Tuesday, November 27, 2012

LIZ AND DICK: the camp-fest that wasn't.


Robert Fure's column (linked to above) makes this wise observation regarding Lifetime's LIZ AND DICK:
"Movies like this serve a minor purpose and are often correctly judged on their merits compared to other like films. You don’t compare a high school baseball pitcher to someone in the pros; and you don’t compare a Lifetime movie to something opening on 2000 screens this weekend."

Larry Thompson, one of the producers of LIZ AND DICK, once made a TV-movie in the early 90s about Lucille Ball and Desi Arnaz (I was an extra on the film, cast as a bellboy).  It starred a pre-GENERAL HOSPITAL Maurice Benard as Desi and a pre-TITANIC Frances Fisher as Lucy; reputable old-fashioned director Charles Jarrott (ANNE OF THE THOUSAND DAYS) was at the helm.  From what I remember of LUCY AND DESI, it was a docudrama meant to both get ratings and be taken seriously by its intended middle-of-the-road audience.

LIZ AND DICK seems to have been made for the same reasons.  And the casting of Lindsay Lohan, snark aside, was an acknowledgement that she still has some degree of bankability--trainwreck personal life and poor career choices (remembering all the hooting over the film I KNOW WHO KILLED ME a few years ago) aside.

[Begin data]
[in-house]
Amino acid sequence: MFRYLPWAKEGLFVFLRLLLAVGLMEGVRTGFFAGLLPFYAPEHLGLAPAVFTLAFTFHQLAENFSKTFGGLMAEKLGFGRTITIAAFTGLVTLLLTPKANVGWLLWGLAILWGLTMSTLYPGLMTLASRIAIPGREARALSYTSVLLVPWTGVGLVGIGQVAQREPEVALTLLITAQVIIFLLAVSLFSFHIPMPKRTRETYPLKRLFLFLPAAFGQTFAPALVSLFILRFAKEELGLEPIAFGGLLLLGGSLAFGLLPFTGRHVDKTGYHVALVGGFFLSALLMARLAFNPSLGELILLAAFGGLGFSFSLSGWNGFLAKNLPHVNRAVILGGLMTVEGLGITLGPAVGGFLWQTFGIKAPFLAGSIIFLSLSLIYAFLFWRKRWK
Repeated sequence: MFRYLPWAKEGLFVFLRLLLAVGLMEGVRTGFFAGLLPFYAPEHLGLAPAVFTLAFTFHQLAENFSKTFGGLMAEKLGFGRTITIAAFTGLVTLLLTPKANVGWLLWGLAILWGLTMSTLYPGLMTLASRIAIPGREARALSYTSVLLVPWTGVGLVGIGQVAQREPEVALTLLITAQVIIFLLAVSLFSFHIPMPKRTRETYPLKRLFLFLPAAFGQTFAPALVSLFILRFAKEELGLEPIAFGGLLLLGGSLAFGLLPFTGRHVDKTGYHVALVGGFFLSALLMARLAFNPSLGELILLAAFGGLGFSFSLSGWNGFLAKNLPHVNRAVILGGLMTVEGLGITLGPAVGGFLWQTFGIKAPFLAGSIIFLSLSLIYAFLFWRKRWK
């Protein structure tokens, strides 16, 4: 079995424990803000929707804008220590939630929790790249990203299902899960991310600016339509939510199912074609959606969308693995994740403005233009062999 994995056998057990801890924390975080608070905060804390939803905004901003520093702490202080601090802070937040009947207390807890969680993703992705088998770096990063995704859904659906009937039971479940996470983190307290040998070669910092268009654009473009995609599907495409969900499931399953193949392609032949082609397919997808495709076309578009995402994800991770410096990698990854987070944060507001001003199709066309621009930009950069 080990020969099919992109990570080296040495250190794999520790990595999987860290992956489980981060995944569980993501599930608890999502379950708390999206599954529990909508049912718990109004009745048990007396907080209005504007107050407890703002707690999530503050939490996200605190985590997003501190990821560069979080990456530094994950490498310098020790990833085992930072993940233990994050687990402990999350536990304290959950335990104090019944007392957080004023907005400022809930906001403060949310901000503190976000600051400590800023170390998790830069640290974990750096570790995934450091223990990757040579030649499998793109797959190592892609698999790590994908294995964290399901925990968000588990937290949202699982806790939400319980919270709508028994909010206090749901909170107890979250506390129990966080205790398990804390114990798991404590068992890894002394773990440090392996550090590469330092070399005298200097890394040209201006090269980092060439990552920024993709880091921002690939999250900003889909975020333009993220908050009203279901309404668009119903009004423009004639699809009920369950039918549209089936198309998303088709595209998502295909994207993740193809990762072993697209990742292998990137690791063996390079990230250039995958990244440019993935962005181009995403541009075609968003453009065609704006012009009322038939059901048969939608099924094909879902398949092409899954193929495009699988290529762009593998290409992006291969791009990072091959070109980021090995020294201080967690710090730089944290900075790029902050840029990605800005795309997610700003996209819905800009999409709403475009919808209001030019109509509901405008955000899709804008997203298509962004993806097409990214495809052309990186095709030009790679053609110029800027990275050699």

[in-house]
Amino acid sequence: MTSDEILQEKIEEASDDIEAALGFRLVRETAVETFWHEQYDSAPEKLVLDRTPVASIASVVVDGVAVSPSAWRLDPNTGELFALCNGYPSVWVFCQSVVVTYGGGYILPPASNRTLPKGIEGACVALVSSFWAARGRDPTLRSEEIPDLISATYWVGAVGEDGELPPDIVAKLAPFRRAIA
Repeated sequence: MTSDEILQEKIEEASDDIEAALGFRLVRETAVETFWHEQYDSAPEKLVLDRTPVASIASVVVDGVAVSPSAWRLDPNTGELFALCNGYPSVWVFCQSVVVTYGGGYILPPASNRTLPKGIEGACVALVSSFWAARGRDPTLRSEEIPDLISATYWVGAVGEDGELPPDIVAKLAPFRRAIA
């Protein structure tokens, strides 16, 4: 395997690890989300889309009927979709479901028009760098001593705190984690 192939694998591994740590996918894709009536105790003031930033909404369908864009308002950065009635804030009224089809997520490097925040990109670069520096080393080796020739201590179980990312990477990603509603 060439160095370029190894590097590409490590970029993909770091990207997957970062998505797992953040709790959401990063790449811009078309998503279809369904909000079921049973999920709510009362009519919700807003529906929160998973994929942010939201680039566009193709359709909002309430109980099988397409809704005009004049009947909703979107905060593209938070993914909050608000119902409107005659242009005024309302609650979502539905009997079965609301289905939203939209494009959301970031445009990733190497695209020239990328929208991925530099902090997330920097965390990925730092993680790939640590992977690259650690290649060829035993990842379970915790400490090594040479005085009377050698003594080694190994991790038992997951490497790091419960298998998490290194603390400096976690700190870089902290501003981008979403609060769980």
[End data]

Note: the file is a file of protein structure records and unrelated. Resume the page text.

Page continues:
At least the actor playing Richard Burton (though he looked more like Bryan Brown) tried to evoke Burton vocally, as well as his tendencies towards both well-read intellect and self-pity.

But Lindsay Lohan didn't even bother with acting the role of Elizabeth Taylor--causing some of the film's few "camp" moments to come from Lohan 's get-it-over-with line readings giving the false impression she had never acted before in her life.

Yes, LIZ AND DICK is a Lifetime movie that probably peaked during the high-style opening credits sequence set to Dean Martin's Nelson Riddle-arranged recording of "Just In Time."

And, for the remainder of its running time, the film isn't delectable camp or unintended hilarity.  It's just a made-for-TV film that wants to be sincere about celebrity, romance and material excess and, instead, tastes like flat nonalcoholic sparkling grape juice.

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